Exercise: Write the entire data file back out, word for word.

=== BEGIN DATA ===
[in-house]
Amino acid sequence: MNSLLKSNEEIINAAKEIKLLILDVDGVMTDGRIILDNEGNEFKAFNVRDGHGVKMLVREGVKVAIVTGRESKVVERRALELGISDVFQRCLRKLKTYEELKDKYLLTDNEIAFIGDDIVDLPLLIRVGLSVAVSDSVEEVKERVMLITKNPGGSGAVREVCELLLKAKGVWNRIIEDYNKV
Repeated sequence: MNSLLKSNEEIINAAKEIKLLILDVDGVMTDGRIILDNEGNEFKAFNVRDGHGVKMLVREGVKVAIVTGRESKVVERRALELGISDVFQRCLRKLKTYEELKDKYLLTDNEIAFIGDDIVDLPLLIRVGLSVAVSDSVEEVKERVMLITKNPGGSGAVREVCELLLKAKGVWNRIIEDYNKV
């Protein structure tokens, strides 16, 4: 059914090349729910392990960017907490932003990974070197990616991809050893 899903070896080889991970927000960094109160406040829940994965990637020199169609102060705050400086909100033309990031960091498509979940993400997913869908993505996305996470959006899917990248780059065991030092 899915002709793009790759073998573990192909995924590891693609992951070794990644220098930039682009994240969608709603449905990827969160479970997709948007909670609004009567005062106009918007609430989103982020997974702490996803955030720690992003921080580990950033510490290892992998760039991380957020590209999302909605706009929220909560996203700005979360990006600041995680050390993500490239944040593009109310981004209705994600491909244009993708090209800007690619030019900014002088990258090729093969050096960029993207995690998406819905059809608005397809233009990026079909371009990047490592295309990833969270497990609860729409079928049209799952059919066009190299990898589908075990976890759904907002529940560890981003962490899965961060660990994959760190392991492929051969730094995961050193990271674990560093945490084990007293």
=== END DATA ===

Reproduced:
[in-house]
Amino acid sequence: MNSLLKSNEEIINAAKEIKLLILDVDGVMTDGRIILDNEGNEFKAFNVRDGHGVKMLVREGVKVAIVTGRESKVVERRALELGISDVFQRCLRKLKTYEELKDKYLLTDNEIAFIGDDIVDLPLLIRVGLSVAVSDSVEEVKERVMLITKNPGGSGAVREVCELLLKAKGVWNRIIEDYNKV
Repeated sequence: MNSLLKSNEEIINAAKEIKLLILDVDGVMTDGRIILDNEGNEFKAFNVRDGHGVKMLVREGVKVAIVTGRESKVVERRALELGISDVFQRCLRKLKTYEELKDKYLLTDNEIAFIGDDIVDLPLLIRVGLSVAVSDSVEEVKERVMLITKNPGGSGAVREVCELLLKAKGVWNRIIEDYNKV
């Protein structure tokens, strides 16, 4: 059914090349729910392990960017907490932003990974070197990616991809050893 899903070896080889991970927000960094109160406040829940994965990637020199169609102060705050400086909100033309990031960091498509979940993400997913869908993505996305996470959006899917990248780059065991030092 899915002709793009790759073998573990192909995924590891693609992951070794990644220098930039682009994240969608709603449905990827969160479970997709948007909670609004009567005062106009918007609430989103982020997974702490996803955030720690992003921080580990950033510490290892992998760039991380957020590209999302909605706009929220909560996203700005979360990006600041995680050390993500490239944040593009109310981004209705994600491909244009993708090209800007690619030019900014002088990258090729093969050096960029993207995690998406819905059809608005397809233009990026079909371009990047490592295309990833969270497990609860729409079928049209799952059919066009190299990898589908075990976890759904907002529940560890981003962490899965961060660990994959760190392991492929051969730094995961050193990271674990560093945490084990007293």